The role of computational methods for automating and improving clinical target volume definition

Research output: Contribution to journal/Conference contribution in journal/Contribution to newspaperReviewResearchpeer-review

  • Jan Unkelbach, University of Zurich
  • ,
  • Thomas Bortfeld, Harvard University
  • ,
  • Carlos E. Cardenas, University of Texas MD Anderson Cancer Center
  • ,
  • Vincent Gregoire, Centre Leon Berard
  • ,
  • Wille Hager, Stockholm University
  • ,
  • Ben Heijmen, Erasmus University Rotterdam
  • ,
  • Robert Jeraj, University of Wisconsin-Madison
  • ,
  • Stine S. Korreman
  • Roman Ludwig, University of Zurich
  • ,
  • Bertrand Pouymayou, University of Zurich
  • ,
  • Nadya Shusharina, Harvard University
  • ,
  • Jonas Söderberg, RaySearch Laboratories
  • ,
  • Iuliana Toma-Dasu, Stockholm University
  • ,
  • Esther G.C. Troost, Technische Universität Dresden, OncoRay, Helmholtz-Zentrum Dresden-Rossendorf
  • ,
  • Eliana Vasquez Osorio, Manchester University

Treatment planning in radiotherapy distinguishes three target volume concepts: the gross tumor volume (GTV), the clinical target volume (CTV), and the planning target volume (PTV). Over time, GTV definition and PTV margins have improved through the development of novel imaging techniques and better image guidance, respectively. CTV definition is sometimes considered the weakest element in the planning process. CTV definition is particularly complex since the extension of microscopic disease cannot be seen using currently available in-vivo imaging techniques. Instead, CTV definition has to incorporate knowledge of the patterns of tumor progression. While CTV delineation has largely been considered the domain of radiation oncologists, this paper, arising from a 2019 ESTRO Physics research workshop, discusses the contributions that medical physics and computer science can make by developing computational methods to support CTV definition. First, we overview the role of image segmentation algorithms, which may in part automate CTV delineation through segmentation of lymph node stations or normal tissues representing anatomical boundaries of microscopic tumor progression. The recent success of deep convolutional neural networks has also enabled learning entire CTV delineations from examples. Second, we discuss the use of mathematical models of tumor progression for CTV definition, using as example the application of glioma growth models to facilitate GTV-to-CTV expansion for glioblastoma that is consistent with neuroanatomy. We further consider statistical machine learning models to quantify lymphatic metastatic progression of tumors, which may eventually improve elective CTV definition. Lastly, we discuss approaches to incorporate uncertainty in CTV definition into treatment plan optimization as well as general limitations of the CTV concept in the case of infiltrating tumors without natural boundaries.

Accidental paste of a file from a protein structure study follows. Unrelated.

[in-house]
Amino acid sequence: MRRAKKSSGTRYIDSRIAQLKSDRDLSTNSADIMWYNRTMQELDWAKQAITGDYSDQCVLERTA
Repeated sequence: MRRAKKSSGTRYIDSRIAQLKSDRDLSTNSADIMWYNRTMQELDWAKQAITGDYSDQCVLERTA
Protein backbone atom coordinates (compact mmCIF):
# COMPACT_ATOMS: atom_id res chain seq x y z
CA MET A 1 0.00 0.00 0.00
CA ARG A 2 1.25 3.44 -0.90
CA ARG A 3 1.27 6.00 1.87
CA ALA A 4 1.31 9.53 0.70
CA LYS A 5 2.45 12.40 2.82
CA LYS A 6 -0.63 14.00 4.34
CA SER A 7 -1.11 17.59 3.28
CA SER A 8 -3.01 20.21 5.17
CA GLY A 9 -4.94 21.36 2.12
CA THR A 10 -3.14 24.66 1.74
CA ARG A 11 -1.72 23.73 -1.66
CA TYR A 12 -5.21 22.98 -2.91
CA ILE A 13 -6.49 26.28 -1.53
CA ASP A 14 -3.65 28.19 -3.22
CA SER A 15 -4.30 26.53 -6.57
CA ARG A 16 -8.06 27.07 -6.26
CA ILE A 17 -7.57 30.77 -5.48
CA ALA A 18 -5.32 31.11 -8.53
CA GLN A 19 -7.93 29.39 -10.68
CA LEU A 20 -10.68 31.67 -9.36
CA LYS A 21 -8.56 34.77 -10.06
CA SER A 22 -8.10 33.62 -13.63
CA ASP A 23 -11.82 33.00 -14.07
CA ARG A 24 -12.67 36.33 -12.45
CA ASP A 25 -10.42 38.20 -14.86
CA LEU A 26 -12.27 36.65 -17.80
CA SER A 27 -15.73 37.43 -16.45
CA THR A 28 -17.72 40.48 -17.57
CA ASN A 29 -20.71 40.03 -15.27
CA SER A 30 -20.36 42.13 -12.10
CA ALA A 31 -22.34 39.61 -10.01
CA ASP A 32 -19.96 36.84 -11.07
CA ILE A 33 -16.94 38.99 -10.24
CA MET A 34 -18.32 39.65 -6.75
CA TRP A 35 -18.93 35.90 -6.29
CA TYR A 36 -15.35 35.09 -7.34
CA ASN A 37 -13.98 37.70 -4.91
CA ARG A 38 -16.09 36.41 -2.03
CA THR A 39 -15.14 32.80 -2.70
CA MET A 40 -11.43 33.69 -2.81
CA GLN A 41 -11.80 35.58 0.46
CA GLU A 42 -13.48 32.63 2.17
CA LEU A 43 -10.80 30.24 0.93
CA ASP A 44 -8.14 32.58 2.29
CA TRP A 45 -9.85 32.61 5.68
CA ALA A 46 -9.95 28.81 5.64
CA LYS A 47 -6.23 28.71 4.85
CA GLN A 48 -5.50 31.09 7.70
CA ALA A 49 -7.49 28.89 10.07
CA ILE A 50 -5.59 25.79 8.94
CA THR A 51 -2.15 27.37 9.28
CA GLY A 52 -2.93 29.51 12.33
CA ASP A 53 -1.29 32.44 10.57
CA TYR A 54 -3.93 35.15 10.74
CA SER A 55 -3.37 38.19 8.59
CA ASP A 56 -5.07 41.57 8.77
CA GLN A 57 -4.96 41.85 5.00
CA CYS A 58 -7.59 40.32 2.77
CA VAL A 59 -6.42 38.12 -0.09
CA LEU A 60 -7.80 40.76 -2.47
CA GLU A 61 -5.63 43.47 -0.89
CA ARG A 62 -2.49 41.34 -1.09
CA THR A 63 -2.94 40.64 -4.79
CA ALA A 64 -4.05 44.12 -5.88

Original languageEnglish
JournalRadiotherapy and Oncology
Volume153
Pages (from-to)15-25
Number of pages11
ISSN0167-8140
DOIs
Publication statusPublished - Dec 2020

    Research areas

  • Automatic image segmentation, Clinical target volume, Computational tumor growth models

See relations at Aarhus University Citationformats

ID: 200846850